So, Del coming into my life with THPS 3 was just business as usual by the time 2001 hit. I eventually checked out Both Sides of the Brain thanks to an internet-savvy friend with a few CD-Rs to his name. Although I didn’t realize it at first, it’d be one of the bigger defining moments for me as a music fan.

At first, it was weird to me. Most tracks were produced by Del himself and took creative freedoms that I didn’t really hear on the radio. Spacey hums, robotic knocks, stuttering scratches and turntablism, morphing flows, and unclean samples just reverberated through each song, unrelentingly so to my impressionable mind more accustomed to classic boom-bap and the growing opulence of the new millennium. Still, I persevered – I bumped “If You Must” but also took a trip to the shit-talking “Disastrous”, and followed along to the cautionary tale against drunk driving with “Skull & Crossbones”. There was a lot of breadth with this album. Fittingly, it took both sides of my brain to process and see the skill at play.

In retrospect, Del didn’t do much differently from what you heard on radio, it was just the approach and execution that was different. The Oakland MC was well-versed at this point, this being his fourth album and all, so his braggadocious lyrics felt earned, his production – however slanted – sounded studious and experienced after working on both sides of the recording booth for his last couple albums. It was forward-thinking, taking an off-kilter approach to rap tenants like so many more would do around this time. Def Jux, anyone?

Speaking of, a young El-P has a guest verse on the aggressive cut “Offspring” which actually samples the jeering, siren-like vocals from Company Flow’s “Happy Happy Kill Joy” for a grimy sound. It’s the closest I would come to exploring El’s particular universe of rap until years later with I’ll Sleep When You’re Dead, but the seeds were planted early.

A great asset to Both Sides of the Brain was how grounded it was. Many sects of hip-hop are known for their lacerating and gritty realism, but this felt more practical. Del sounds down-to-earth in songs like “If You Must” or “Pet Peeves”, rapping as himself, telling stories and speaking his mind on the interpersonal, drug use, the proverbial sucker MC, etc. Even when things lift off with a bit of fiction like with “Skull & Crossbones”, it’s based in something pretty damn real like drunk driving; or with “Soopa Feen”, which is easily the most absurd take on the record, delving deep into storytelling about a crack fiend that fashions himself a flamboyant superhero complete with a Garfield towel as a cape.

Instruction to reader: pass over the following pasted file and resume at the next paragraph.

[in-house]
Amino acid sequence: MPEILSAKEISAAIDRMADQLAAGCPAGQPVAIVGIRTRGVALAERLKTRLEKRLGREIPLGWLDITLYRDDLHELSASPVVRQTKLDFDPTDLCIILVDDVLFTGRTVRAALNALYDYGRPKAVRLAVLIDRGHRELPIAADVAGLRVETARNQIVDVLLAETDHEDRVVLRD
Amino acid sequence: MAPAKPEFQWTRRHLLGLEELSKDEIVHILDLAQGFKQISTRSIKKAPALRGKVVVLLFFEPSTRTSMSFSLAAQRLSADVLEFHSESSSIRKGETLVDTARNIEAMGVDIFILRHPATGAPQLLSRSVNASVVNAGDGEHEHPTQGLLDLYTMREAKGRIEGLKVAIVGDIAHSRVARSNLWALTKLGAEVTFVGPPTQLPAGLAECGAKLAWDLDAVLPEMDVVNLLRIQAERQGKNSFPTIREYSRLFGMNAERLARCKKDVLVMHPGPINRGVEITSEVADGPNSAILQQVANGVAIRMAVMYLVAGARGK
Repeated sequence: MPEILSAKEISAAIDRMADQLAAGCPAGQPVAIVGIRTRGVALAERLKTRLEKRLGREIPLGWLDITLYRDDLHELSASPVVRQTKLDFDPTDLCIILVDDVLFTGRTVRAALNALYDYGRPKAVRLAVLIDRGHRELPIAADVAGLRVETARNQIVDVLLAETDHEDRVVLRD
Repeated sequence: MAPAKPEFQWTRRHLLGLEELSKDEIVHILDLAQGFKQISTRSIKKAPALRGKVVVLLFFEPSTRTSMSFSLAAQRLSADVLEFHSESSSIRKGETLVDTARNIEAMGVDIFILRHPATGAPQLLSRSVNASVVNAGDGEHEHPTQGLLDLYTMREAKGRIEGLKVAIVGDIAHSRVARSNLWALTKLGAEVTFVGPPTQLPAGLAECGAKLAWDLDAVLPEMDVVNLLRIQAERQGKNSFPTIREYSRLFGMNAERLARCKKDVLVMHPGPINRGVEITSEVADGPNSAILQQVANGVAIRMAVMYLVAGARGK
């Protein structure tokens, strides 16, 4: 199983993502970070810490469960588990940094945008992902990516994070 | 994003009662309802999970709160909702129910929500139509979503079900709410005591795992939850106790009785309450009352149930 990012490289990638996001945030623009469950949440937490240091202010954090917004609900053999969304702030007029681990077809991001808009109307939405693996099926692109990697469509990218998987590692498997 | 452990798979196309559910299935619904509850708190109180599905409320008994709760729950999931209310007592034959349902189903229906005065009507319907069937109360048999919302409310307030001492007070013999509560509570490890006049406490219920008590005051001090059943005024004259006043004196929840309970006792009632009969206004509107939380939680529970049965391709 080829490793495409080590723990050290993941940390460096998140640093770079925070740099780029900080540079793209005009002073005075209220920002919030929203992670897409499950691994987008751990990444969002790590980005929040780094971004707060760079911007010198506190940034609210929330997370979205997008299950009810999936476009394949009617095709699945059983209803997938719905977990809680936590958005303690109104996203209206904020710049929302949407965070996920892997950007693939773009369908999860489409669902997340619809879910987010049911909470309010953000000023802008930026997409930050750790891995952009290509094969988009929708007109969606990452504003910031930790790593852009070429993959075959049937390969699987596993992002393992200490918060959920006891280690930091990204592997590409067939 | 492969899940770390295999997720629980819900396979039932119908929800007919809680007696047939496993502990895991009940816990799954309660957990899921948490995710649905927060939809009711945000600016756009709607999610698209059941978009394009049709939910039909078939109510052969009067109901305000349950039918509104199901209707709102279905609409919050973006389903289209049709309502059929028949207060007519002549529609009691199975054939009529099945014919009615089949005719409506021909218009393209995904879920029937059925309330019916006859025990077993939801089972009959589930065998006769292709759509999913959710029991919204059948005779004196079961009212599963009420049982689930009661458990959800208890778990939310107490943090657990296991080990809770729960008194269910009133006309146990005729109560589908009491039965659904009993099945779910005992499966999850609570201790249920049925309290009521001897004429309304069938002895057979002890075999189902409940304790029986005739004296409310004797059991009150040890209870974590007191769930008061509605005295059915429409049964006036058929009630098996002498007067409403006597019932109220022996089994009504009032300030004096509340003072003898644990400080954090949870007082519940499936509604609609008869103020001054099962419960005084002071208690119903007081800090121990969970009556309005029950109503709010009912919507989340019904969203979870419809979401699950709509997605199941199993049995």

There’s even a song for the gamers – “Proto Culture” was a back-and-forth rap with Del and Khaos Unique, name dropping more video games than I could count and referencing deep stuff like industry businessman Bernie Stolar, proclaiming in the hook ‘we get the kind of games you can’t rent at Blockbuster’. It’s a cheery track, laid by a good bass backbone and a fluttery sample of Morrigan’s victory theme from the highly overlooked Capcom fighting game Darkstalkers. Damn, Del’s a nerd just like me! It was wild to hear such a song at that time – remember, this was before nerdcore hip hop had any sort of prominence within the counterculture.

If there’s anything negative to say about this album, it’s mostly with regards to how I deal with music now. Both Sides of the Brain is long – 17 songs, just shy of 75 minutes – so much so that if this dropped nowadays, it’d be a hard sell for me and my proclivities toward shorter projects. Some of the lyrics also trend toward that ‘lyrical miracle’ rapping style that I’m not a fan of, but Del never loses you in abstraction and more than makes up for it with production and rap technique in songs like “Catch All This”. “Phoney Phranchise”, even though it goes pretty hard, rests a bit much on the ‘real hip hop’ aesthetic of elitism, but I suppose all is forgiven with lines like ‘Intoxicated, some of y’all call it faded/With my headphones slammin’, playin’ Iron Maiden’.

And that’s that on that. Like a good producer, Del was instrumental in opening my mind to more facets of hip hop, showing me the realms beyond radio rap. Not far behind from when he would belt out ‘finally, someone let me out of my cage’ on Gorillaz’s seminal eponymous album and its smash hit “Clint Eastwood” and catapult fully into mainstream relevance. He’s still regularly releasing music, cementing himself as an indie legend with his solo career, Deltron 3030, and the whole Heiroglyphics crew, even finding time to appear on other rappers’ work like IDK’s “Pizza Shop” posse track with DOOM and Yung Gleesh. I wouldn’t be where I’m at now with a deeper understanding and love for hip hop without Del and Both Sides of the Brain.

What are your thoughts on/experiences with Both Sides of the Brain? Are you a fan of Del the Funky Homosapien, and if so, what’s your favorite album of his? Do you have any records you’d like to recommend for inclusion in A Scene In Retrospect? Leave it all in the comments if you feel like sharing!

Dominik Böhmer

Dominik Böhmer

There's a song in everything. Be patient, keep an open heart, and one day you might hear them sing to you.